Because some has been made about the number of arm injuries at Arkansas and allegedly at Mississippi State last season, I decided to do a background check on Wes Johnson’s pitchers tonight.
Based on everyone I’ve spoken with, Wes’ background does not include a lot of serious arm injuries, in particular UCL tears that require Tommy John surgery.
I spoke with someone who coached with Wes for three years at Dallas Baptist. He said that in those three years DBU had one player tear his UCL and that the injury was suffered prior to him arriving at DBU. He said that Wes has been highly sought after because of his track record of developing power arms and keeping his pitchers healthy.
It is true that Mississippi State has had seven pitchers tear their UCL since the 2016 preseason, but it appears only one - Noah Hughes last April - did so while Johnson was coach there. One pitcher tore his UCL in fall practice before Johnson arrived. Remember Sunny Golloway wasn’t fired at Auburn until October 2015. Auburn hired Mississippi State’s pitching coach, Butch Thompson, and Mississippi State hired Johnson away from DBU.
There have been five MSU pitchers who have torn their UCLs since Johnson left, sparking speculation among some in Starkville that Johnson’s methods caused those pitchers to eventually become injured.
Now to Arkansas. We know for a fact that Keaton McKinney’s arm injury was suffered two years ago and he pitched through pain in his elbow last year. Cody Scroggins’ injury is a UCL tear, but Isaiah Campbell’s is not.
All told, it appears that Johnson has had four pitchers tear their UCL in his last five seasons as a D1 assistant coach, including McKinney’s injury and the injury at DBU, which were determined to have been suffered before Johnson’s arrival.
You can make of those numbers what you will. Given the number of pitchers on a team each season and the frequency with which UCL tears occur, it would appear to me that serious arm injuries are not more frequent under Johnson than other pitching coaches.
Given that the UCL injuries are occurring frequently, I wouldn’t think that these injuries could be laid at Wes Johnson’s feet.
I am a Wes Johnson homer so I am biased…
This is big boy baseball. Pitchers are the most prized commodity there is. Johnson has coached college ball since 2008. If his tactics seemed to have left a track record of pitchers with injured arms he would have never been hired at MSU or AR.
I find it interesting that MSU fans are blaming Johnson for the injuries here since he arrived but not looking at their new pitching coach for the injuries suffered since Johnson left. There is bias in their statements as well.
I’ve thought that is interesting as well. There is another factor that isn’t discussed. Most college players play summer baseball. I don’t know the specifics of all the injuries at Mississippi State, but there is the likelihood that those pitchers have worked with two pitching coaches since they last worked with Johnson - their new coach at MSU and someone in their summer league.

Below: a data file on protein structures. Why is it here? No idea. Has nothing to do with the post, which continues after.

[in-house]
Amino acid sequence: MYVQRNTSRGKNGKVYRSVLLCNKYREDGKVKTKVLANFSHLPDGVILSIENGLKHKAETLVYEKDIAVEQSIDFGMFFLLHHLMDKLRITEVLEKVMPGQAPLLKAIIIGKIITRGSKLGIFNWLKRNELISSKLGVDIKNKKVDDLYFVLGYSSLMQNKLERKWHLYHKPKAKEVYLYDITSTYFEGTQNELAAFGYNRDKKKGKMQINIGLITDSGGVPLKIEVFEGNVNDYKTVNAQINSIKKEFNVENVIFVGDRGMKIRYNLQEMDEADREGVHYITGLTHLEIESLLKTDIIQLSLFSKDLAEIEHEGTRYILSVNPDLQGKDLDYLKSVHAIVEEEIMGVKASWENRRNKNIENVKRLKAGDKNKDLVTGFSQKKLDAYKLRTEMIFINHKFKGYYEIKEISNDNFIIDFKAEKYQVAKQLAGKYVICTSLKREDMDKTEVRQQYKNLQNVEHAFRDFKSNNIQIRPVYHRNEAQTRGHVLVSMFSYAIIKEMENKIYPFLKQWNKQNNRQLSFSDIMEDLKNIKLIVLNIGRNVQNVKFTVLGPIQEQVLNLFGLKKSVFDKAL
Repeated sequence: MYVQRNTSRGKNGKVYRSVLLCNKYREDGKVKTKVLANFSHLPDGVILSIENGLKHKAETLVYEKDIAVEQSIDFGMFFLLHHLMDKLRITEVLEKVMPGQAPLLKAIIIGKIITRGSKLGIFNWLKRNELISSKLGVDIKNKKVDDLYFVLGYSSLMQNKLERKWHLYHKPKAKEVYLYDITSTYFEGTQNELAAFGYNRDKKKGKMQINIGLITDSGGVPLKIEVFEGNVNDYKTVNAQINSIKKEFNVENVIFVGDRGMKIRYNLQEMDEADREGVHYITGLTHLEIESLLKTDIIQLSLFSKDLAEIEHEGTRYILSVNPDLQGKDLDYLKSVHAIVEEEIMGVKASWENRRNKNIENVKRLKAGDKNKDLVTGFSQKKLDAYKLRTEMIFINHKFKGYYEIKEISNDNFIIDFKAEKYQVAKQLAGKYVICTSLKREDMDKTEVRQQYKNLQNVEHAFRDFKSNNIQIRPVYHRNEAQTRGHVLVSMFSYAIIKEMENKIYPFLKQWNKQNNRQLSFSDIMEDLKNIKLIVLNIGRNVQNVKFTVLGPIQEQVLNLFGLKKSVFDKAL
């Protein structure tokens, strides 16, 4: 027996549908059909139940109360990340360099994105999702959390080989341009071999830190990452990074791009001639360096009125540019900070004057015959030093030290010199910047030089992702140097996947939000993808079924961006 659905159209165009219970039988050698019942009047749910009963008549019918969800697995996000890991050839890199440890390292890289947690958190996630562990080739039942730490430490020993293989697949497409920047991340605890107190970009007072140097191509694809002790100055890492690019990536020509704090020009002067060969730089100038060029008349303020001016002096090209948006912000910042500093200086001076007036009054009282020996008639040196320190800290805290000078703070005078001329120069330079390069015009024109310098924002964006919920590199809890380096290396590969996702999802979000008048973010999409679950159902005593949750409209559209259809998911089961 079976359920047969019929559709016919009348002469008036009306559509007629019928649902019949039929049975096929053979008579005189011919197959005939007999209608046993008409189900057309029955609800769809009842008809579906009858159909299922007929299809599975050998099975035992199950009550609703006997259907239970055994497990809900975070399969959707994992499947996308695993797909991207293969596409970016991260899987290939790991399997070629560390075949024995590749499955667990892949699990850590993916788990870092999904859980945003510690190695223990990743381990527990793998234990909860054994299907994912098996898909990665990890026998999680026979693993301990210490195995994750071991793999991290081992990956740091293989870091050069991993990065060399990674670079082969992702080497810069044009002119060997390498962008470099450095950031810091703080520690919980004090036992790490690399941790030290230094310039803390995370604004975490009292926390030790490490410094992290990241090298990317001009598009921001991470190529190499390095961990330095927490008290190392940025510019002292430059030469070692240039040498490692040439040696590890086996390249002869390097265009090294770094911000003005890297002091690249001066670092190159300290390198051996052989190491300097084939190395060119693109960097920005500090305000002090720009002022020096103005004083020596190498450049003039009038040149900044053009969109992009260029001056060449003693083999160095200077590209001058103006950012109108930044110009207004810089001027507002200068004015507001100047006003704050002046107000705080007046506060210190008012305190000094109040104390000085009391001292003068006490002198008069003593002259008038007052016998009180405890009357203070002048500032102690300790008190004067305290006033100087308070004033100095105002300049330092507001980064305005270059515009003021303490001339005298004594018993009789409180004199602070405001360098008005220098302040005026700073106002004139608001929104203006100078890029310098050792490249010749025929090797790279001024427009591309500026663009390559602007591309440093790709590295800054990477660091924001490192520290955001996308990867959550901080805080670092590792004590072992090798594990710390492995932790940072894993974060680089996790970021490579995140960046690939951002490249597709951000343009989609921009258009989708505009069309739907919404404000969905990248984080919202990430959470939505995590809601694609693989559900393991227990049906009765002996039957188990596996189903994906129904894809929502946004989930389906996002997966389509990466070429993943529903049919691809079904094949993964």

I know college coaches are wary of their pitchers being overused in the summer leagues. That’s the only job for some of those summer coaches, so they want to use the best pitchers as much as they can to win and keep their job.
Arkansas keeps close watch on its players in the summer leagues. I’ve observed multiple times when the Arkansas coaches tell their pitchers to shut it down and come home.
The work with the weighted baseballs is something that is either really liked or really hated across all levels of baseball. Wes loves it. He thinks it protects arms, not hurts them. I think you have to be careful with proper coaching technique with the weighted balls. Wes believes in it and has used it to effectively increase velocity (along with the pushing of weighted sleds to increase leg and hip strength). He said the weighted balls creates muscle strength to protect ligaments.
Indeed, UCL injuries are on the increase around baseball, especially at the pro levels. More Tommy John surgeries are being done than ever. Partly, there is better diagnosis and better technique on surgery and rehab, so they may try things they didn’t in another era of bad diagnosis and surgery.
I think some of it is just the desire to teach breaking balls to kids at a very young age. Shouldn’t be done. But it is done. And, you have some teaching that have no real expertise (and I’m talking parents and uneducated youth coaches). There may be injuries that happen early and aren’t treated. Then they become serious injuries later.
I think Wes Johnson is an outstanding get for the Arkansas baseball team. Mississippi State comes to town soon. I think it will be interesting when that happens.